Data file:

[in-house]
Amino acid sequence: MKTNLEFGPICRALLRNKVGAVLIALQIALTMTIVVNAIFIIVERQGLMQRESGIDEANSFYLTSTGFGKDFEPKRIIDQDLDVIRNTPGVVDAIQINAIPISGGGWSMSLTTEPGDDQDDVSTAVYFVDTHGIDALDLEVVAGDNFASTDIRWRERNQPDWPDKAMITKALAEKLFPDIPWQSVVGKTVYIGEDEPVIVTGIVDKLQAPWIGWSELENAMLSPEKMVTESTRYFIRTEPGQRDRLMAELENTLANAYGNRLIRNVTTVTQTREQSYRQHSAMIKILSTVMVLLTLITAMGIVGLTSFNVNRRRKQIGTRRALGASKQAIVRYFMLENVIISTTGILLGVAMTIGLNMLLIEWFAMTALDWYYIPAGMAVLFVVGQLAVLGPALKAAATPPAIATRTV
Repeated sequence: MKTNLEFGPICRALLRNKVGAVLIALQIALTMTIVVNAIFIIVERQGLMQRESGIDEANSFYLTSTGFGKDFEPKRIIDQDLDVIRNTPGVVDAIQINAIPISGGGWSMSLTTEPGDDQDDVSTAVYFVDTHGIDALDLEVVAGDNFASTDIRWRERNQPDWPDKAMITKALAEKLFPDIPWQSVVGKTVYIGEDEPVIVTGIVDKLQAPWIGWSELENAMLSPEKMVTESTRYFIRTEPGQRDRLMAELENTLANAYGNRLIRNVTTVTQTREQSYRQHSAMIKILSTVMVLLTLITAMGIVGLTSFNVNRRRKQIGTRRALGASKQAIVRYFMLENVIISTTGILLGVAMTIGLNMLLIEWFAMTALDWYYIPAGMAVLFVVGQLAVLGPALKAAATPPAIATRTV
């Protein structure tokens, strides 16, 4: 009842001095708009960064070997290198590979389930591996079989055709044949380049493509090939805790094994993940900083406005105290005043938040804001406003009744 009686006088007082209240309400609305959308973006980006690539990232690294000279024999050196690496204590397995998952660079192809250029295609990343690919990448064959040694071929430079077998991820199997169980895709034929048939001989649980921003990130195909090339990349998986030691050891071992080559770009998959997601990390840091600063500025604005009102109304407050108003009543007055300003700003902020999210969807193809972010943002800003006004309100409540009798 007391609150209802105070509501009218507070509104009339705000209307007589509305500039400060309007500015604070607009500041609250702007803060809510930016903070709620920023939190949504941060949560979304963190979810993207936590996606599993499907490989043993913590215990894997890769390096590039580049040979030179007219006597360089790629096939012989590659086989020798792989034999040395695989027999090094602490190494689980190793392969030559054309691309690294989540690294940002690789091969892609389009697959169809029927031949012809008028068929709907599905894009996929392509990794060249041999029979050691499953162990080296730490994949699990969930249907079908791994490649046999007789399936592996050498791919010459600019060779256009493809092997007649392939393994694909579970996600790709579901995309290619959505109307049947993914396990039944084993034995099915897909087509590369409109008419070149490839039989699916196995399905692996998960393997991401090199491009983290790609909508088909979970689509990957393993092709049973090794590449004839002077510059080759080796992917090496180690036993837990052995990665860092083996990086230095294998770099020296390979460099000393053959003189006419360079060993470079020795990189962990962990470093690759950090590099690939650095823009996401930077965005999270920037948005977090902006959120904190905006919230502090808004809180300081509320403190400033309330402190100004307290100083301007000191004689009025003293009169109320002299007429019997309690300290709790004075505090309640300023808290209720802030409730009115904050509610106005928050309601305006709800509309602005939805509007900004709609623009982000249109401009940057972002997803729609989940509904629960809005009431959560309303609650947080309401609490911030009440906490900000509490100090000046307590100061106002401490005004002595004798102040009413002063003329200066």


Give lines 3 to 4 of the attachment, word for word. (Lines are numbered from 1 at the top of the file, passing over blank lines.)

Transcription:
Repeated sequence: MKTNLEFGPICRALLRNKVGAVLIALQIALTMTIVVNAIFIIVERQGLMQRESGIDEANSFYLTSTGFGKDFEPKRIIDQDLDVIRNTPGVVDAIQINAIPISGGGWSMSLTTEPGDDQDDVSTAVYFVDTHGIDALDLEVVAGDNFASTDIRWRERNQPDWPDKAMITKALAEKLFPDIPWQSVVGKTVYIGEDEPVIVTGIVDKLQAPWIGWSELENAMLSPEKMVTESTRYFIRTEPGQRDRLMAELENTLANAYGNRLIRNVTTVTQTREQSYRQHSAMIKILSTVMVLLTLITAMGIVGLTSFNVNRRRKQIGTRRALGASKQAIVRYFMLENVIISTTGILLGVAMTIGLNMLLIEWFAMTALDWYYIPAGMAVLFVVGQLAVLGPALKAAATPPAIATRTV
């Protein structure tokens, strides 16, 4: 009842001095708009960064070997290198590979389930591996079989055709044949380049493509090939805790094994993940900083406005105290005043938040804001406003009744 009686006088007082209240309400609305959308973006980006690539990232690294000279024999050196690496204590397995998952660079192809250029295609990343690919990448064959040694071929430079077998991820199997169980895709034929048939001989649980921003990130195909090339990349998986030691050891071992080559770009998959997601990390840091600063500025604005009102109304407050108003009543007055300003700003902020999210969807193809972010943002800003006004309100409540009798 007391609150209802105070509501009218507070509104009339705000209307007589509305500039400060309007500015604070607009500041609250702007803060809510930016903070709620920023939190949504941060949560979304963190979810993207936590996606599993499907490989043993913590215990894997890769390096590039580049040979030179007219006597360089790629096939012989590659086989020798792989034999040395695989027999090094602490190494689980190793392969030559054309691309690294989540690294940002690789091969892609389009697959169809029927031949012809008028068929709907599905894009996929392509990794060249041999029979050691499953162990080296730490994949699990969930249907079908791994490649046999007789399936592996050498791919010459600019060779256009493809092997007649392939393994694909579970996600790709579901995309290619959505109307049947993914396990039944084993034995099915897909087509590369409109008419070149490839039989699916196995399905692996998960393997991401090199491009983290790609909508088909979970689509990957393993092709049973090794590449004839002077510059080759080796992917090496180690036993837990052995990665860092083996990086230095294998770099020296390979460099000393053959003189006419360079060993470079020795990189962990962990470093690759950090590099690939650095823009996401930077965005999270920037948005977090902006959120904190905006919230502090808004809180300081509320403190400033309330402190100004307290100083301007000191004689009025003293009169109320002299007429019997309690300290709790004075505090309640300023808290209720802030409730009115904050509610106005928050309601305006709800509309602005939805509007900004709609623009982000249109401009940057972002997803729609989940509904629960809005009431959560309303609650947080309401609490911030009440906490900000509490100090000046307590100061106002401490005004002595004798102040009413002063003329200066």